Monday, October 17, 2011

What they are NOT saying about HPV....

While the political candidates hurl insults and untruths at each other about all manner of topics, there is something getting lost in the melee.   Ever since Gardisil vaccine (to protect against Human Papilloma Virus) was approved for girls, I have been telling sceptical parents that Governor Perry's early and messy endorsement of Gardisil  really bollixed it up for those of us on the front lines.  What do I mean?  In spite of a great track record of safety and efficacy, the HPV vaccine is still not accepted as widely as it should be.  This is partly  because Perry made it look like one more BigPharma boondoggle. But it's also due to the fear that we will have to discuss SEX when we talk about the shot.

But we must talk about sex.  Listen to this:

A new study in the Journal of Clinical Oncology --available here only in abstract (abbreviated) form-- brings the stunning news that HPV is contributing to a growing number of head and neck cancers (tonsils, throat and tongue).  It seems that there are two types of oropharyngeal cancers, those caused by tobacco use and those caused by HPV. Between 1984 and 2004 in a study of 6000 patients, HPV-positive cancers increased 225% while HPV-negative oropharynx cancers dropped 50%–most likely because of a reduction in smoking and tobacco use.

Abstinence from intercourse will certainly prevent transmission of HPV to the cervix but what no one is talking about in public is that abstinence and fears of pregnancy and HIV have fostered an explosion in oral sex and other non-intercourse (some call it "outercourse") activities.  Of course they look at me funny when I tell my patients that if they are engaging in oral sex (or giving "head") there should be a condom involved.  Almost no one actually does that.  And so, the HPV is being transmitted to both men and women in growing numbers.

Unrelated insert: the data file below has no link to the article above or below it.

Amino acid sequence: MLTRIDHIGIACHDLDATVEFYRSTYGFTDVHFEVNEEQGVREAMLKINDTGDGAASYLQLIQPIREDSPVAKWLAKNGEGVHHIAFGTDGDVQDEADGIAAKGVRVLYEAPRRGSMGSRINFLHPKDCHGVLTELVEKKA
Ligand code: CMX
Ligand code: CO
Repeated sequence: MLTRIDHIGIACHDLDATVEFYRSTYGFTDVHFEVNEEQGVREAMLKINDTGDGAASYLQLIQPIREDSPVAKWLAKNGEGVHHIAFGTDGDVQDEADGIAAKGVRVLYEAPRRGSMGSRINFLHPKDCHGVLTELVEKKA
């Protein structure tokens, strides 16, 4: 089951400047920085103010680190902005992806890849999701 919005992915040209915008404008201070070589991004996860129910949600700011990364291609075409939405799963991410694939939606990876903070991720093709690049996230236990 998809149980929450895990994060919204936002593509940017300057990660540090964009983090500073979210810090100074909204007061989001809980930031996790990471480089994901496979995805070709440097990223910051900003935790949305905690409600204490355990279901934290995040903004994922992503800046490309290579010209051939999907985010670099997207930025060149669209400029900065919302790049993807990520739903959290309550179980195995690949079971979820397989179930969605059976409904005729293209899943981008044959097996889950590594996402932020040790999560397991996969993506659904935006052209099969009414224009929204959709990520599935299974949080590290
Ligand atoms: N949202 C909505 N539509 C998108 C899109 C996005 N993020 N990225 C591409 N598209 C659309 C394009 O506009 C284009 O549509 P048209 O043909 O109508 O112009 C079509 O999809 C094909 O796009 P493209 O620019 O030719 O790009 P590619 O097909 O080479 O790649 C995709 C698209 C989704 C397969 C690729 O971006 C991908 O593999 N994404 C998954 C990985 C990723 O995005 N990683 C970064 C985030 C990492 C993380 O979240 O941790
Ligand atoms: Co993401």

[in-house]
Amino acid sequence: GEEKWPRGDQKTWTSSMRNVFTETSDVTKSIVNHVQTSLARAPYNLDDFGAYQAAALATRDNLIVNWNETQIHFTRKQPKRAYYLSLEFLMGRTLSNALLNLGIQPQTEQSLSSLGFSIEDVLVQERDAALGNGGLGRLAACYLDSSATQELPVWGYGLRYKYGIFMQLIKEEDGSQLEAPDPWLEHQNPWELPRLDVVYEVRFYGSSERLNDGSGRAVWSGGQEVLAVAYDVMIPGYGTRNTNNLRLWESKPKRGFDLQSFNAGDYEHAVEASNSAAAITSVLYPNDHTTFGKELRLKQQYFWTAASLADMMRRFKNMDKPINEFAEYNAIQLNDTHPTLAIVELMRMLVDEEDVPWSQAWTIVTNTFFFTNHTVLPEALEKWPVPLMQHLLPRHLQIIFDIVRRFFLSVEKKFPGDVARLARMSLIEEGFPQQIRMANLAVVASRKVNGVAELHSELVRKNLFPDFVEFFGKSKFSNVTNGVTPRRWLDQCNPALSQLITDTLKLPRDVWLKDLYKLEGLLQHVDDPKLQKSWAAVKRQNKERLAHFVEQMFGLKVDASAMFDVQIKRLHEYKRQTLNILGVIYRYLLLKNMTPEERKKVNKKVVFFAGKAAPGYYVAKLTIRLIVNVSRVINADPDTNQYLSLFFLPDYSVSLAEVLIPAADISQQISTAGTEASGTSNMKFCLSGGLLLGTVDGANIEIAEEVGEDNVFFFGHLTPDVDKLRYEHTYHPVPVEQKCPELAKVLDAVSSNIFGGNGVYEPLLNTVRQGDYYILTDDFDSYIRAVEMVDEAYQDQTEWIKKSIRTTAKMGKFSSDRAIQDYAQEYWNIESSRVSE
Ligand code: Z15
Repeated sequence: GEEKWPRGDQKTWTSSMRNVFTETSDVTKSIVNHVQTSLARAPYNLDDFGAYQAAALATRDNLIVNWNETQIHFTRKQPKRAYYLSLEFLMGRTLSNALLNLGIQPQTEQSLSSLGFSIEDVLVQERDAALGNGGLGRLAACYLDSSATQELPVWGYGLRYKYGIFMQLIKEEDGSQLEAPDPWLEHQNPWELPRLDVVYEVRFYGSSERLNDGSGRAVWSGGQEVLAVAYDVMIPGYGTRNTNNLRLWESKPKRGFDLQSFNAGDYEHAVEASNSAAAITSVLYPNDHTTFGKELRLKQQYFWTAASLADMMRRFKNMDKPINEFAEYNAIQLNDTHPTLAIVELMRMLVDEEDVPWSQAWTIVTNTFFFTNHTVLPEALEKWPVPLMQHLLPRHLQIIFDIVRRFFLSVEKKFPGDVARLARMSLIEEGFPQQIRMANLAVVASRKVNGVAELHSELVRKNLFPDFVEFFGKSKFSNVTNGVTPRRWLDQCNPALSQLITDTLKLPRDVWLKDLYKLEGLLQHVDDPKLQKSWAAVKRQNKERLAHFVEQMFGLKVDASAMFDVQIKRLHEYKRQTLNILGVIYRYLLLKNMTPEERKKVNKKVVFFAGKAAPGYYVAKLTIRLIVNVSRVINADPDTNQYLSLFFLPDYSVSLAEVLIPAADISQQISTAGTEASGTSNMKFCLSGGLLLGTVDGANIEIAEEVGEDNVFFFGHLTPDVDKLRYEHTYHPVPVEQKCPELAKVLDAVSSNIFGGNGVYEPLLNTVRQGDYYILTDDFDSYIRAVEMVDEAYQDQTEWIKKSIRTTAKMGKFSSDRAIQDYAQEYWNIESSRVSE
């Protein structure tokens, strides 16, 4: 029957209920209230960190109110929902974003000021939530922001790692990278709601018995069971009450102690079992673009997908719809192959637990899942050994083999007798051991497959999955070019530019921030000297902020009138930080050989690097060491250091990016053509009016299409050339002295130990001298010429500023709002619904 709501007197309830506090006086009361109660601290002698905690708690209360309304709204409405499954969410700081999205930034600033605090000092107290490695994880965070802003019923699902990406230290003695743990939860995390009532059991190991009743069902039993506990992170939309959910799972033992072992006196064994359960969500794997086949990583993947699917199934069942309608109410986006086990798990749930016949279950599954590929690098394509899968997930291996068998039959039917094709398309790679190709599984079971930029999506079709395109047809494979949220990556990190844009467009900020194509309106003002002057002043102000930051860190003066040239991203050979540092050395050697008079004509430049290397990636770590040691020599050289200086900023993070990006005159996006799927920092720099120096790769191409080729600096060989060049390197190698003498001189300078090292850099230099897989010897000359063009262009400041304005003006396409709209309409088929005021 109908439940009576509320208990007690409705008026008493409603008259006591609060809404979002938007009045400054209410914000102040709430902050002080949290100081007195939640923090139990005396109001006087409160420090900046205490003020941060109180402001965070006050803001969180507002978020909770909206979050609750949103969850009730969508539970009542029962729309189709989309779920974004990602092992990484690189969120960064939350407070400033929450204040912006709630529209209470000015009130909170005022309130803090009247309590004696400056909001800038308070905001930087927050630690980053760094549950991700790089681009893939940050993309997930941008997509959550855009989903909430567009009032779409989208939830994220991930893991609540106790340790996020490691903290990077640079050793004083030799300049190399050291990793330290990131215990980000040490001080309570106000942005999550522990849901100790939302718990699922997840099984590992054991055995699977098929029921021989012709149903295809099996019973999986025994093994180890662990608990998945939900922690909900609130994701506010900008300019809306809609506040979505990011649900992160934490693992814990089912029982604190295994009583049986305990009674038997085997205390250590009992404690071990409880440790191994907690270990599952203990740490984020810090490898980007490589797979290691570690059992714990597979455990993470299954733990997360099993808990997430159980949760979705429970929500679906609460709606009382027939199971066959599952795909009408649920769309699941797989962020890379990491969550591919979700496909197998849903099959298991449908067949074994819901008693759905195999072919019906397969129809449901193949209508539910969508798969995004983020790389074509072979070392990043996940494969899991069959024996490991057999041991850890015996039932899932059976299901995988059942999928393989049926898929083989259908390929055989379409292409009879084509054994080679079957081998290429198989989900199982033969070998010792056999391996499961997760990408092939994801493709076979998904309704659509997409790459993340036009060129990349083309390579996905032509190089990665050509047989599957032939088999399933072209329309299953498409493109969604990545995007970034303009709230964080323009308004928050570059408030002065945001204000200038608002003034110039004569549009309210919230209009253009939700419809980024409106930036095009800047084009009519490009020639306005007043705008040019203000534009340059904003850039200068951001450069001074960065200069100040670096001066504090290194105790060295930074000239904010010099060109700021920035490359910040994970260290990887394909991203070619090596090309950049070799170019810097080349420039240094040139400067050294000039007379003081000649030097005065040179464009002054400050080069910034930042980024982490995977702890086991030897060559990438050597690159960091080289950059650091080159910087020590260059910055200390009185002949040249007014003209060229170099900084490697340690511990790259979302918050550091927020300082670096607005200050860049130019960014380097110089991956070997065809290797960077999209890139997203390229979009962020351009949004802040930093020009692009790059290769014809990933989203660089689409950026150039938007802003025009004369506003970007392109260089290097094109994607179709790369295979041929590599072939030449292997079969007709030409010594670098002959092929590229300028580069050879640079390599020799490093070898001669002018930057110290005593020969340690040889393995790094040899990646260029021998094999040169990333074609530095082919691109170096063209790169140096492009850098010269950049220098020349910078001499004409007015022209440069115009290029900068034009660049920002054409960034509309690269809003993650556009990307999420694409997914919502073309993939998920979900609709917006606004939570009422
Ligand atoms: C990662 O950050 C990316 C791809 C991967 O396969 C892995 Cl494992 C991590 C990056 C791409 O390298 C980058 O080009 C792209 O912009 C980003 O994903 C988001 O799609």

One other problem is that there is as of yet no screening tool to detect early HPV infection or early cancerous cells in the head, neck and oral cavity.  For cervical cancer, the Pap smear has been the standard method of early detection and along with HPV vaccine is responsible for dropping incidence of cervical cancer.

"Should the observed declines in cervical cancer and the observed increases in HPV positive oropharyngeal cancers continue into the future," Chaturvedi, the principal investigator on this study, said, (then) "HPV positive oropharyngeal cancers will be the leading HPV associated cancers over the next decade–by around 2020." 

What we need is a rational conversation and some quick, good research to determine whether the vaccine actually does prevent these oropharyngeal cancers, as most believe it will. Then we need to continue to press our insurance companies to cover this vaccine for both women and men.

Finally, we need to talk about SEX before it's a conversation about CANCER.

image from halimdeichatmd.tumblr.com via google

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